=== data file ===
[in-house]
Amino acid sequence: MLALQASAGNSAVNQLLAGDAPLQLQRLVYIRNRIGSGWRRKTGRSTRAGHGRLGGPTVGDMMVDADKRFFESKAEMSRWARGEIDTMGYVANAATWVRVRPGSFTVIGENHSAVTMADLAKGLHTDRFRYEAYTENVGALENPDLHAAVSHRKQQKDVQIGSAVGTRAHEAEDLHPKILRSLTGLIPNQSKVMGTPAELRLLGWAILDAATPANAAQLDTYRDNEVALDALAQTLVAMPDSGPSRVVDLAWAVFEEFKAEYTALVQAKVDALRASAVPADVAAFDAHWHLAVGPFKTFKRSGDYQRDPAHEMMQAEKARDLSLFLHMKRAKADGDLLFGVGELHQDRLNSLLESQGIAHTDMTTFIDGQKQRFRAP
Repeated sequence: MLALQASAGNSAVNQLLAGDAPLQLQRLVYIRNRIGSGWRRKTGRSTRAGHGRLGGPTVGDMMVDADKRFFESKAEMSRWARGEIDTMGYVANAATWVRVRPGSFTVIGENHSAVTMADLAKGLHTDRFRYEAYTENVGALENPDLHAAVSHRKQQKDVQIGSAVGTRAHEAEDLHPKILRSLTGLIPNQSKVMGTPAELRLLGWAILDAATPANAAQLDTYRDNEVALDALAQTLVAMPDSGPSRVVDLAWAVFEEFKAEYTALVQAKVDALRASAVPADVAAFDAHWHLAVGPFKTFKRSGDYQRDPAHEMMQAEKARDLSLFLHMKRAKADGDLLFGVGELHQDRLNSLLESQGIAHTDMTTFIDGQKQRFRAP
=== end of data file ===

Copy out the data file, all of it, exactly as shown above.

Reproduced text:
[in-house]
Amino acid sequence: MLALQASAGNSAVNQLLAGDAPLQLQRLVYIRNRIGSGWRRKTGRSTRAGHGRLGGPTVGDMMVDADKRFFESKAEMSRWARGEIDTMGYVANAATWVRVRPGSFTVIGENHSAVTMADLAKGLHTDRFRYEAYTENVGALENPDLHAAVSHRKQQKDVQIGSAVGTRAHEAEDLHPKILRSLTGLIPNQSKVMGTPAELRLLGWAILDAATPANAAQLDTYRDNEVALDALAQTLVAMPDSGPSRVVDLAWAVFEEFKAEYTALVQAKVDALRASAVPADVAAFDAHWHLAVGPFKTFKRSGDYQRDPAHEMMQAEKARDLSLFLHMKRAKADGDLLFGVGELHQDRLNSLLESQGIAHTDMTTFIDGQKQRFRAP
Repeated sequence: MLALQASAGNSAVNQLLAGDAPLQLQRLVYIRNRIGSGWRRKTGRSTRAGHGRLGGPTVGDMMVDADKRFFESKAEMSRWARGEIDTMGYVANAATWVRVRPGSFTVIGENHSAVTMADLAKGLHTDRFRYEAYTENVGALENPDLHAAVSHRKQQKDVQIGSAVGTRAHEAEDLHPKILRSLTGLIPNQSKVMGTPAELRLLGWAILDAATPANAAQLDTYRDNEVALDALAQTLVAMPDSGPSRVVDLAWAVFEEFKAEYTALVQAKVDALRASAVPADVAAFDAHWHLAVGPFKTFKRSGDYQRDPAHEMMQAEKARDLSLFLHMKRAKADGDLLFGVGELHQDRLNSLLESQGIAHTDMTTFIDGQKQRFRAP